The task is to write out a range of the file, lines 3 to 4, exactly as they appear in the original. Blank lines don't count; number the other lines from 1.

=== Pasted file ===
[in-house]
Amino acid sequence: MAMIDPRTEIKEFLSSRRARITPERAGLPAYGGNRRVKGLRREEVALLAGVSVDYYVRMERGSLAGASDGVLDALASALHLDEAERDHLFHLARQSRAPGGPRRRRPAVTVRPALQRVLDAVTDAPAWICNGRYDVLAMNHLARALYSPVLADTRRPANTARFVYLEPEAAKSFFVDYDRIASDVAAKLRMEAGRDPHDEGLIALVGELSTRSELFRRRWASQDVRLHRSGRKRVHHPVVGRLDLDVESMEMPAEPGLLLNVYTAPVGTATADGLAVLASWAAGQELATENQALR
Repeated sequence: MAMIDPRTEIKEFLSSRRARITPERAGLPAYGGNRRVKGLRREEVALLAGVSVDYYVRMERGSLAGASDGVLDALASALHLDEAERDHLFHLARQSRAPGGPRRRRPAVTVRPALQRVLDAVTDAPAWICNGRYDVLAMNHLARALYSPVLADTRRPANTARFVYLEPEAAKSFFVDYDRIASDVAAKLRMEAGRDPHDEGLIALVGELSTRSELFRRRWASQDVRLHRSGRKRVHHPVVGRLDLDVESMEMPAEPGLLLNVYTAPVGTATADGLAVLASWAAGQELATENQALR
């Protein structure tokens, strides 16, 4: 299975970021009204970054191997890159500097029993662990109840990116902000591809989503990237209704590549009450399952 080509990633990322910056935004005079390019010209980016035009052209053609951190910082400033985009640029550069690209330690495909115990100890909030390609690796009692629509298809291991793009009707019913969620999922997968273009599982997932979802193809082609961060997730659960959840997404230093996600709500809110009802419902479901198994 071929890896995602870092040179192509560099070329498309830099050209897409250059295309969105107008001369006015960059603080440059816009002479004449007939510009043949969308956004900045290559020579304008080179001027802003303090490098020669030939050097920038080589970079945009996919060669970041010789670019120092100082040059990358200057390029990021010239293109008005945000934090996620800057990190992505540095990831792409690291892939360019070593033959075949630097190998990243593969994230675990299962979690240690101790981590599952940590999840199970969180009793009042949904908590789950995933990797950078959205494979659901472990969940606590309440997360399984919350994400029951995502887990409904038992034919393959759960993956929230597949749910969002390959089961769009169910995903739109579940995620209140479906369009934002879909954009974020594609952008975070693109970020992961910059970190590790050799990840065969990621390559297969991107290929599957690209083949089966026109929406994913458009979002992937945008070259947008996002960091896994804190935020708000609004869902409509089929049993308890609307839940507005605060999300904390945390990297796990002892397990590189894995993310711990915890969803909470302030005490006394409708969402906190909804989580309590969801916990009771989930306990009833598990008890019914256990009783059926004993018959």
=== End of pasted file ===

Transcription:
Repeated sequence: MAMIDPRTEIKEFLSSRRARITPERAGLPAYGGNRRVKGLRREEVALLAGVSVDYYVRMERGSLAGASDGVLDALASALHLDEAERDHLFHLARQSRAPGGPRRRRPAVTVRPALQRVLDAVTDAPAWICNGRYDVLAMNHLARALYSPVLADTRRPANTARFVYLEPEAAKSFFVDYDRIASDVAAKLRMEAGRDPHDEGLIALVGELSTRSELFRRRWASQDVRLHRSGRKRVHHPVVGRLDLDVESMEMPAEPGLLLNVYTAPVGTATADGLAVLASWAAGQELATENQALR
């Protein structure tokens, strides 16, 4: 299975970021009204970054191997890159500097029993662990109840990116902000591809989503990237209704590549009450399952 080509990633990322910056935004005079390019010209980016035009052209053609951190910082400033985009640029550069690209330690495909115990100890909030390609690796009692629509298809291991793009009707019913969620999922997968273009599982997932979802193809082609961060997730659960959840997404230093996600709500809110009802419902479901198994 071929890896995602870092040179192509560099070329498309830099050209897409250059295309969105107008001369006015960059603080440059816009002479004449007939510009043949969308956004900045290559020579304008080179001027802003303090490098020669030939050097920038080589970079945009996919060669970041010789670019120092100082040059990358200057390029990021010239293109008005945000934090996620800057990190992505540095990831792409690291892939360019070593033959075949630097190998990243593969994230675990299962979690240690101790981590599952940590999840199970969180009793009042949904908590789950995933990797950078959205494979659901472990969940606590309440997360399984919350994400029951995502887990409904038992034919393959759960993956929230597949749910969002390959089961769009169910995903739109579940995620209140479906369009934002879909954009974020594609952008975070693109970020992961910059970190590790050799990840065969990621390559297969991107290929599957690209083949089966026109929406994913458009979002992937945008070259947008996002960091896994804190935020708000609004869902409509089929049993308890609307839940507005605060999300904390945390990297796990002892397990590189894995993310711990915890969803909470302030005490006394409708969402906190909804989580309590969801916990009771989930306990009833598990008890019914256990009783059926004993018959």